These differences in results between the two models arise from differences in several aspects of the models, including horizontal resolution, spatial scales, and cloud microphysics parameterizations for autoconversion, accretion, evaporation, and sedimentation processes. Although all of these factors may influence the results, autoconversion and accretion are among the important processes that control the water conversion process. In this regard, it is worth noting that NICAM and RAMS are based on one- and two-moment schemes, respectively, for these processes. This difference may influence the water conversion pattern through their different representation of particle size spectrum: the single-moment scheme with mode locations typically fixed inherently lacks the ability to represent the gradual water transition through drizzle, which, in principle, can be represented more flexibly by double-moment schemes given its nature of variable mode locations. This notion, however, needs to be investigated by more direct comparisons between the single- and double-moment schemes within a common model framework where other components are set exactly the same. It would be useful for this purpose to employ a single-column model approach to analyze the precipitation characteristics in terms of the phase space spanned by cloud parameters such as LWP and CDNC (e.g., Brenguier et al. 2000; Pawlowska and Brenguier 2003; vanZanten et al. 2005; Wood 2005; Wood et al. 2009) analogous also to those shown in Figs. 4 and 7. It should also be noted that the autoconversion and accretion processes are sensitive to schemes used and there exist a variety of parameterization formulas even within the single- or double-moment schemes. The optimized parameter values for a given scheme also depend on spatial scales and resolutions of models. Besides these processes, the evaporation and sedimentation processes are also important, especially when comparing the surface rainfall rate. We then need more thorough examinations covering the wide range of such parameterizations and spatial scales to obtain more robust understanding of the behaviors of model microphysics. To this end, the comparison methods demonstrated in this study would provide a useful way of diagnosing the parameterizations in terms of the cloud-to-rainwater conversion processes. Sensitivity studies of replacing the parameterization formulas and/or changing the uncertain parameters within a common framework of cloud-resolving models with the aid of such a diagnostic approach would also be useful to find, for instance, optimized parameter values and new formulations aimed at improving parameterizations, including a better representation of the no precipitation regime in the models examined.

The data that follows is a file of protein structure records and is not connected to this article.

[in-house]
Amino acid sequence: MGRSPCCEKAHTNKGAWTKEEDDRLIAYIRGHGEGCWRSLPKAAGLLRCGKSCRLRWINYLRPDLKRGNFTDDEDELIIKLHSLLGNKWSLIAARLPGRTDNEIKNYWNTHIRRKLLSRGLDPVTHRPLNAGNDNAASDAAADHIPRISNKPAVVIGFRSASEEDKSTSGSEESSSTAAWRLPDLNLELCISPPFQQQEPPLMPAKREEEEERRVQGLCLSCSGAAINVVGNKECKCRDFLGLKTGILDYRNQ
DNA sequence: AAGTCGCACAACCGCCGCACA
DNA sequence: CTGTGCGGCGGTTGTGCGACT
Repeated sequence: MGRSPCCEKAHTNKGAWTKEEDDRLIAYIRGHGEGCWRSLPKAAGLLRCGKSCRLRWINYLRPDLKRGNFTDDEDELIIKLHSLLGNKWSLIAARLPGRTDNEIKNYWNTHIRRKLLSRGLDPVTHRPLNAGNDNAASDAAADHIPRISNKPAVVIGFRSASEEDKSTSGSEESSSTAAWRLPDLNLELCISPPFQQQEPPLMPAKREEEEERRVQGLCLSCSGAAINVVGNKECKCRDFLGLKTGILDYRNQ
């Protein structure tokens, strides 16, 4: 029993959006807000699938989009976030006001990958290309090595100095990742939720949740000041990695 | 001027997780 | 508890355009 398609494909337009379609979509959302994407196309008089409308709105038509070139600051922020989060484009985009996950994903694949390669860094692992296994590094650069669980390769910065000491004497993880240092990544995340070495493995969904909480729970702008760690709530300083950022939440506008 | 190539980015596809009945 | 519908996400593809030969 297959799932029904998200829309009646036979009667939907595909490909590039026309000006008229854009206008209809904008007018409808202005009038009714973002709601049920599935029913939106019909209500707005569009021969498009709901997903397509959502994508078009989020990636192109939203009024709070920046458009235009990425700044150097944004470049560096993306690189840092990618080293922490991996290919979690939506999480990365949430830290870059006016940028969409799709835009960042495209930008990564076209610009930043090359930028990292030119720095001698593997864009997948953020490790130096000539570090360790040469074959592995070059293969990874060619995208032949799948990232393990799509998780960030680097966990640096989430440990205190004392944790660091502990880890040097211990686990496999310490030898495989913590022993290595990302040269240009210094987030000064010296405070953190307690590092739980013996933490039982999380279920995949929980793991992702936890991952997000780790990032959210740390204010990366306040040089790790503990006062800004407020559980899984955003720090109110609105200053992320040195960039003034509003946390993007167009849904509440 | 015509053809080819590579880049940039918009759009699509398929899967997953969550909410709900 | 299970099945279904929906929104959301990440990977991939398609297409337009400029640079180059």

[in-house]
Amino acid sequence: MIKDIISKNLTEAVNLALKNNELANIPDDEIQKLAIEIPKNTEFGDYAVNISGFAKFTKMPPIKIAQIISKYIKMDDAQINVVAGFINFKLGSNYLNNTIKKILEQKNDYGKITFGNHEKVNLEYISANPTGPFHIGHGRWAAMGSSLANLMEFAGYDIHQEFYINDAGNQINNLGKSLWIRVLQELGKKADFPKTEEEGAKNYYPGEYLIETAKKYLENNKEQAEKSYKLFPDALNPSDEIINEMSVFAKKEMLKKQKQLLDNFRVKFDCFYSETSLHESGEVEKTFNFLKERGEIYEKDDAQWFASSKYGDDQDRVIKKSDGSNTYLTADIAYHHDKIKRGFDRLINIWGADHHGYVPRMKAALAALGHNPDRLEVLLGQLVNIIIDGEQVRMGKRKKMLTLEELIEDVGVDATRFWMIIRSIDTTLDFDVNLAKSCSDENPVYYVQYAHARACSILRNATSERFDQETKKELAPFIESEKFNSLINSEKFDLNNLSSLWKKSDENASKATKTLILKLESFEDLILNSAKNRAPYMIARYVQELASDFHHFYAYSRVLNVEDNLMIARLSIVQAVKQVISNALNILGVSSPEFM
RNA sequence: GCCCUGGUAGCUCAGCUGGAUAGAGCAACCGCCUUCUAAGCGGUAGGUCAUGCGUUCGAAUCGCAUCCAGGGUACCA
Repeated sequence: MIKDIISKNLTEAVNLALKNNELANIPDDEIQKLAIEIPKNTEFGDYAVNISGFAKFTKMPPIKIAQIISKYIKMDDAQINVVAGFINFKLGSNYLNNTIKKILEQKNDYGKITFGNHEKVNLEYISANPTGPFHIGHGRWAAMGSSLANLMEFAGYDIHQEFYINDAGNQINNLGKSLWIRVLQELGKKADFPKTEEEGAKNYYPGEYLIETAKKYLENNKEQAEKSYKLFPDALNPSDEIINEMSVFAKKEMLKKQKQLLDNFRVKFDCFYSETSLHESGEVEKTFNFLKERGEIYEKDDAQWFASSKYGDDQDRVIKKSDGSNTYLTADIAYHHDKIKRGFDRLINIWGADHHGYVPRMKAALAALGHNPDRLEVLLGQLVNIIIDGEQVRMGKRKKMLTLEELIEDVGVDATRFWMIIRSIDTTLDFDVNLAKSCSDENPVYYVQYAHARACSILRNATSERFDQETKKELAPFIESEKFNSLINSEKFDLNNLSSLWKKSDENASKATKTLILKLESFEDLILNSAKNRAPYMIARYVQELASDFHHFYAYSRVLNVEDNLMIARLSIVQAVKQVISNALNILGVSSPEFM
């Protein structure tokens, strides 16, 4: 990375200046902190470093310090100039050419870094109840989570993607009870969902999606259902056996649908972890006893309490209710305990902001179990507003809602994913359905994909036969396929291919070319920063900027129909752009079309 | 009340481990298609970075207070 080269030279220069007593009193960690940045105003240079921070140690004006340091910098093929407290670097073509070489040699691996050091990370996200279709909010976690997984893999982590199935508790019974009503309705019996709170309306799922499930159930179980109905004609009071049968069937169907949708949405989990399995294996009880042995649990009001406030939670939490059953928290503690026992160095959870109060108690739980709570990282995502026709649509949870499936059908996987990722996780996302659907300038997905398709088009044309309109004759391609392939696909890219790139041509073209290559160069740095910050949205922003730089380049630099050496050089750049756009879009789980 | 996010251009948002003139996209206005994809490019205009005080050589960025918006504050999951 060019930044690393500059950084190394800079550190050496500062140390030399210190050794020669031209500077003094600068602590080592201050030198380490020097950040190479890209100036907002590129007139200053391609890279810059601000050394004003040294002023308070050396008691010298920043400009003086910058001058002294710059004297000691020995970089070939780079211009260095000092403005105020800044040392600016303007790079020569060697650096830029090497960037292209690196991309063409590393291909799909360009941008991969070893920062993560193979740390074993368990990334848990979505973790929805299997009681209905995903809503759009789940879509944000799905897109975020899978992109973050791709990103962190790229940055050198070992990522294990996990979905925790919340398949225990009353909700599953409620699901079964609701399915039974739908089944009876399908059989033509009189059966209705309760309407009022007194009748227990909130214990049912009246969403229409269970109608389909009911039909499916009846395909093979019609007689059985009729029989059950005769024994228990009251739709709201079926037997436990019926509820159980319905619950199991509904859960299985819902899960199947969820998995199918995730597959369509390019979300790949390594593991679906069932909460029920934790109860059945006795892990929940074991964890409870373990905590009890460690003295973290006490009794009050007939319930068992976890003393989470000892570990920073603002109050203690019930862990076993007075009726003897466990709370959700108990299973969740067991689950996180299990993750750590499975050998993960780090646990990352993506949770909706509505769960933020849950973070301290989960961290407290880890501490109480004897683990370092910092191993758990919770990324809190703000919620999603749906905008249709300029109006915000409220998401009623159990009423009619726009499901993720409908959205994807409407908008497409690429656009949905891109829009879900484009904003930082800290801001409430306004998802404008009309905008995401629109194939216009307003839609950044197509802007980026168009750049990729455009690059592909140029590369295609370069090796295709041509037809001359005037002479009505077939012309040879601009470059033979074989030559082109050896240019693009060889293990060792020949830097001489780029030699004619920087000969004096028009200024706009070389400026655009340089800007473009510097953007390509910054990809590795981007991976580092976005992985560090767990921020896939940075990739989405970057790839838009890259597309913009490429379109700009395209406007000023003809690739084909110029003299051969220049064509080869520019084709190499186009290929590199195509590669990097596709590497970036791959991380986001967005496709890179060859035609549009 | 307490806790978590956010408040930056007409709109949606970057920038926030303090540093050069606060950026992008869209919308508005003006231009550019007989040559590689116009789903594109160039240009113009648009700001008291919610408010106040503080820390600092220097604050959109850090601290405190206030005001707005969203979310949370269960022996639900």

Acknowledgments

We are grateful to Ralf Bennartz and two anonymous reviewers for their invaluable comments that greatly improved this paper. We also acknowledge Tristan L’Ecuyer and Norm Wood for fruitful discussions and John Haynes, who provided the QuickBeam code. The CloudSat data products were provided by CloudSat Data Processing Center at CIRA/Colorado State University. This study was supported by NASA Grants NNX07AR11G and NNX09AJ45G. S. C. van den Heever was supported by the National Science Foundation under Grant ATM-0820557. T. Y. Nakajima was partly supported by the EarthCARE Science Project (2007–2010) and the GCOM-C Science Project (2009–2010) of the Japan Aerospace Exploration Agency (JAXA). The NICAM-SPRINTARS simulation was performed on the Earth Simulator with financial support of the RR2002 project by MEXT in Japan. K. Suzuki also acknowledges Tatsuya Seiki for his help to run the model.